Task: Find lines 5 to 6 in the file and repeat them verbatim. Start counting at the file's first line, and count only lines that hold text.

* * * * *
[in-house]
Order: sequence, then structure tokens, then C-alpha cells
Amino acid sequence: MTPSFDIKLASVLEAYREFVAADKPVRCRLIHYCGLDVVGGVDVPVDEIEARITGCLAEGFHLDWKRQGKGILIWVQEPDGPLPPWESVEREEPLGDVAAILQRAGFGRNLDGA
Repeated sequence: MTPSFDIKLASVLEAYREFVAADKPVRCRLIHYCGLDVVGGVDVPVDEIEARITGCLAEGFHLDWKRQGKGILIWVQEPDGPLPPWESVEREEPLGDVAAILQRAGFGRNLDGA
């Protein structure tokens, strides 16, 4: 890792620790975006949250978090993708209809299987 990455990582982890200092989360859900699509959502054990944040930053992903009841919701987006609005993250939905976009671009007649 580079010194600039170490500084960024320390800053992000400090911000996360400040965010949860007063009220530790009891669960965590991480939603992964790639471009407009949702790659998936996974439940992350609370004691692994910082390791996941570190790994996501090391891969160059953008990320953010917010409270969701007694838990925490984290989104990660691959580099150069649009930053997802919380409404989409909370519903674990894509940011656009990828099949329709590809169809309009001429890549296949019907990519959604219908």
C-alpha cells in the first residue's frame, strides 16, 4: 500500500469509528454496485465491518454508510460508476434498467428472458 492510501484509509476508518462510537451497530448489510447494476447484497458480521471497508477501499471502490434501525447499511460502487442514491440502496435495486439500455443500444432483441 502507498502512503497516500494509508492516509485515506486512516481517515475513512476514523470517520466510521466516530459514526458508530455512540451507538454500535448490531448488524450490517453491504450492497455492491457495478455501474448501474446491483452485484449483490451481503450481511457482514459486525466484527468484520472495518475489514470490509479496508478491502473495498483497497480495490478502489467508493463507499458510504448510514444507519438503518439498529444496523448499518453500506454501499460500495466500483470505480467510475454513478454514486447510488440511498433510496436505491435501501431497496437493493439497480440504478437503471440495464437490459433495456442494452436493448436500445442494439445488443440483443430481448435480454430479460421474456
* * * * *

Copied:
């Protein structure tokens, strides 16, 4: 890792620790975006949250978090993708209809299987 990455990582982890200092989360859900699509959502054990944040930053992903009841919701987006609005993250939905976009671009007649 580079010194600039170490500084960024320390800053992000400090911000996360400040965010949860007063009220530790009891669960965590991480939603992964790639471009407009949702790659998936996974439940992350609370004691692994910082390791996941570190790994996501090391891969160059953008990320953010917010409270969701007694838990925490984290989104990660691959580099150069649009930053997802919380409404989409909370519903674990894509940011656009990828099949329709590809169809309009001429890549296949019907990519959604219908």
C-alpha cells in the first residue's frame, strides 16, 4: 500500500469509528454496485465491518454508510460508476434498467428472458 492510501484509509476508518462510537451497530448489510447494476447484497458480521471497508477501499471502490434501525447499511460502487442514491440502496435495486439500455443500444432483441 502507498502512503497516500494509508492516509485515506486512516481517515475513512476514523470517520466510521466516530459514526458508530455512540451507538454500535448490531448488524450490517453491504450492497455492491457495478455501474448501474446491483452485484449483490451481503450481511457482514459486525466484527468484520472495518475489514470490509479496508478491502473495498483497497480495490478502489467508493463507499458510504448510514444507519438503518439498529444496523448499518453500506454501499460500495466500483470505480467510475454513478454514486447510488440511498433510496436505491435501501431497496437493493439497480440504478437503471440495464437490459433495456442494452436493448436500445442494439445488443440483443430481448435480454430479460421474456